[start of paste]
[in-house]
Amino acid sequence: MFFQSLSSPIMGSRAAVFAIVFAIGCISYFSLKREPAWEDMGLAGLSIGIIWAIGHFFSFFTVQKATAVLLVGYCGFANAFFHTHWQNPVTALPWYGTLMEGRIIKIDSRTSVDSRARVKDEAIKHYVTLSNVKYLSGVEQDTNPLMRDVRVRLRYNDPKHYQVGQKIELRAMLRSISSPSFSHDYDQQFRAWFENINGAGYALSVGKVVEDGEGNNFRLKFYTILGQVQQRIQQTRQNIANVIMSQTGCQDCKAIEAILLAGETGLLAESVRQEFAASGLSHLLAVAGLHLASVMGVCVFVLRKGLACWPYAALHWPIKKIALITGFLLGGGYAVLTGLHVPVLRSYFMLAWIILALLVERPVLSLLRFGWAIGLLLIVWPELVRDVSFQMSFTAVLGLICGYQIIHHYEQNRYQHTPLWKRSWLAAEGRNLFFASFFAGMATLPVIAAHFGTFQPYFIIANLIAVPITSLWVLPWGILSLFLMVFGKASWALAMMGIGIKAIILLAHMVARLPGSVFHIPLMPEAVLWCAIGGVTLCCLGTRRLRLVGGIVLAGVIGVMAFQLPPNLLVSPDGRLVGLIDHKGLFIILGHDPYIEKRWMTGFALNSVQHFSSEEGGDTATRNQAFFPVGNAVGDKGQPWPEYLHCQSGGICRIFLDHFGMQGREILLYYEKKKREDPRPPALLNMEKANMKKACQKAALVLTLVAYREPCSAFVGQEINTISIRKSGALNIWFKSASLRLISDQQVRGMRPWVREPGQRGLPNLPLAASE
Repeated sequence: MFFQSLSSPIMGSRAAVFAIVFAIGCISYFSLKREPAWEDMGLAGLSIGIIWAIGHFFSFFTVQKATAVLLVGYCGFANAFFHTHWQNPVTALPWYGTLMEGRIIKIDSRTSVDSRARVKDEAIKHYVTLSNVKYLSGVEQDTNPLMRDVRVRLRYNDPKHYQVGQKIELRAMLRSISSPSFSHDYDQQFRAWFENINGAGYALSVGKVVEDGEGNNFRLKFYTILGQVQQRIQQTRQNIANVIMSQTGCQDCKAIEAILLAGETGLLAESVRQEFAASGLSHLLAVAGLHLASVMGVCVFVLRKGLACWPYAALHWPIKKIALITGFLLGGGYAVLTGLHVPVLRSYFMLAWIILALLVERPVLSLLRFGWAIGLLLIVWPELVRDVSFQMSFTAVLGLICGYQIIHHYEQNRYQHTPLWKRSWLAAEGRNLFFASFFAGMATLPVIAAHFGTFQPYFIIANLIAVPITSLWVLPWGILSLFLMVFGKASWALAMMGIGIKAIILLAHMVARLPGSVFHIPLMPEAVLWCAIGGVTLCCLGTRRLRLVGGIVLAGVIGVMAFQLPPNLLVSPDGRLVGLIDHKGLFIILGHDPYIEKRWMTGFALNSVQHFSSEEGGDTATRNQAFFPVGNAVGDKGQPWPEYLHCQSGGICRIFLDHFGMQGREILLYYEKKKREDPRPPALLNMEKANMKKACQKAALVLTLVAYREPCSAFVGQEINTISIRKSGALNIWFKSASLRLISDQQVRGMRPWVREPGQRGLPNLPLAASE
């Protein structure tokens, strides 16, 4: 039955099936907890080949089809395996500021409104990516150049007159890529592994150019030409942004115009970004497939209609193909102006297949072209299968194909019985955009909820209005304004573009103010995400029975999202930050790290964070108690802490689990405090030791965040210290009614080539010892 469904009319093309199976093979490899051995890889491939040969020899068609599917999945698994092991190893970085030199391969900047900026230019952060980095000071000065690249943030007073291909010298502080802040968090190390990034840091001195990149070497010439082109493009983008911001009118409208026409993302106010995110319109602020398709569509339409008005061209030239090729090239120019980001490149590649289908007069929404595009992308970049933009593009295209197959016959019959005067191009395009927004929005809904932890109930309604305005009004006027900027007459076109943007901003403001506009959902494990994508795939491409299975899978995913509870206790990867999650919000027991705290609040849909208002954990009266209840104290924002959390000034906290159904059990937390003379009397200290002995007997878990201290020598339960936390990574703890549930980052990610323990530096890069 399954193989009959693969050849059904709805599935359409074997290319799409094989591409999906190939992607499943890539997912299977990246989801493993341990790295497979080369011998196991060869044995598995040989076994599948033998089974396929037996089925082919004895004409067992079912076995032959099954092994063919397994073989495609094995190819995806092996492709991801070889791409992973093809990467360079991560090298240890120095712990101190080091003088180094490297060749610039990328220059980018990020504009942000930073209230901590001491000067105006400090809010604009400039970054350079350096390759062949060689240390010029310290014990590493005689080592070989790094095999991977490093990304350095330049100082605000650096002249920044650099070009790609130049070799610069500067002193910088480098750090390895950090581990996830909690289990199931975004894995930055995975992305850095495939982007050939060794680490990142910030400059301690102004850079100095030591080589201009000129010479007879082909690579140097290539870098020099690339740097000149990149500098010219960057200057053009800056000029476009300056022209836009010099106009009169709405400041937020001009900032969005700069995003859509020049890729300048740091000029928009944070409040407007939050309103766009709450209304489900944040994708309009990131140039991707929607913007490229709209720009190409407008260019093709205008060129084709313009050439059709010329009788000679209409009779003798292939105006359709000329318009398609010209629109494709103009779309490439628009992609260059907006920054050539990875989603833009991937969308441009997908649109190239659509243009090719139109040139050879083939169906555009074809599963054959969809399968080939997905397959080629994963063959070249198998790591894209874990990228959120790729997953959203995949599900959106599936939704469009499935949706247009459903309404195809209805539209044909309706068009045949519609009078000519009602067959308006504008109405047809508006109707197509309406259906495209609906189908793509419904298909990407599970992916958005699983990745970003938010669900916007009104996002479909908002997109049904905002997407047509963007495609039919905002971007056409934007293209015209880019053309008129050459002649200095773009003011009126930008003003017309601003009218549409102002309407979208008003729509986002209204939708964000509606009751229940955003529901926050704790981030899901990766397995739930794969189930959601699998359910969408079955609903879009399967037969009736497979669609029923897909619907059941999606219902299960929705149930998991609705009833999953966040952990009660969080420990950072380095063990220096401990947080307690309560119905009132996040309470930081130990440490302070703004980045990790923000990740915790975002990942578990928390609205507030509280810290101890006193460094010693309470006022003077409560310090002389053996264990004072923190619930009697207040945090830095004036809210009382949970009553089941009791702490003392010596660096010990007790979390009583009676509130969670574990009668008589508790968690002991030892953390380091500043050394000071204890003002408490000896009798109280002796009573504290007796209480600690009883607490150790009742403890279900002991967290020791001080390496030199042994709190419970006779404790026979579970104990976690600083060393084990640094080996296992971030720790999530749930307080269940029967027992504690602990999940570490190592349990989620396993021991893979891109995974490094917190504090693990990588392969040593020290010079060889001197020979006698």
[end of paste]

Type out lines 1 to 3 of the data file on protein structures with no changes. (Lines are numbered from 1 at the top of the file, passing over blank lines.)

[in-house]
Amino acid sequence: MFFQSLSSPIMGSRAAVFAIVFAIGCISYFSLKREPAWEDMGLAGLSIGIIWAIGHFFSFFTVQKATAVLLVGYCGFANAFFHTHWQNPVTALPWYGTLMEGRIIKIDSRTSVDSRARVKDEAIKHYVTLSNVKYLSGVEQDTNPLMRDVRVRLRYNDPKHYQVGQKIELRAMLRSISSPSFSHDYDQQFRAWFENINGAGYALSVGKVVEDGEGNNFRLKFYTILGQVQQRIQQTRQNIANVIMSQTGCQDCKAIEAILLAGETGLLAESVRQEFAASGLSHLLAVAGLHLASVMGVCVFVLRKGLACWPYAALHWPIKKIALITGFLLGGGYAVLTGLHVPVLRSYFMLAWIILALLVERPVLSLLRFGWAIGLLLIVWPELVRDVSFQMSFTAVLGLICGYQIIHHYEQNRYQHTPLWKRSWLAAEGRNLFFASFFAGMATLPVIAAHFGTFQPYFIIANLIAVPITSLWVLPWGILSLFLMVFGKASWALAMMGIGIKAIILLAHMVARLPGSVFHIPLMPEAVLWCAIGGVTLCCLGTRRLRLVGGIVLAGVIGVMAFQLPPNLLVSPDGRLVGLIDHKGLFIILGHDPYIEKRWMTGFALNSVQHFSSEEGGDTATRNQAFFPVGNAVGDKGQPWPEYLHCQSGGICRIFLDHFGMQGREILLYYEKKKREDPRPPALLNMEKANMKKACQKAALVLTLVAYREPCSAFVGQEINTISIRKSGALNIWFKSASLRLISDQQVRGMRPWVREPGQRGLPNLPLAASE
Repeated sequence: MFFQSLSSPIMGSRAAVFAIVFAIGCISYFSLKREPAWEDMGLAGLSIGIIWAIGHFFSFFTVQKATAVLLVGYCGFANAFFHTHWQNPVTALPWYGTLMEGRIIKIDSRTSVDSRARVKDEAIKHYVTLSNVKYLSGVEQDTNPLMRDVRVRLRYNDPKHYQVGQKIELRAMLRSISSPSFSHDYDQQFRAWFENINGAGYALSVGKVVEDGEGNNFRLKFYTILGQVQQRIQQTRQNIANVIMSQTGCQDCKAIEAILLAGETGLLAESVRQEFAASGLSHLLAVAGLHLASVMGVCVFVLRKGLACWPYAALHWPIKKIALITGFLLGGGYAVLTGLHVPVLRSYFMLAWIILALLVERPVLSLLRFGWAIGLLLIVWPELVRDVSFQMSFTAVLGLICGYQIIHHYEQNRYQHTPLWKRSWLAAEGRNLFFASFFAGMATLPVIAAHFGTFQPYFIIANLIAVPITSLWVLPWGILSLFLMVFGKASWALAMMGIGIKAIILLAHMVARLPGSVFHIPLMPEAVLWCAIGGVTLCCLGTRRLRLVGGIVLAGVIGVMAFQLPPNLLVSPDGRLVGLIDHKGLFIILGHDPYIEKRWMTGFALNSVQHFSSEEGGDTATRNQAFFPVGNAVGDKGQPWPEYLHCQSGGICRIFLDHFGMQGREILLYYEKKKREDPRPPALLNMEKANMKKACQKAALVLTLVAYREPCSAFVGQEINTISIRKSGALNIWFKSASLRLISDQQVRGMRPWVREPGQRGLPNLPLAASE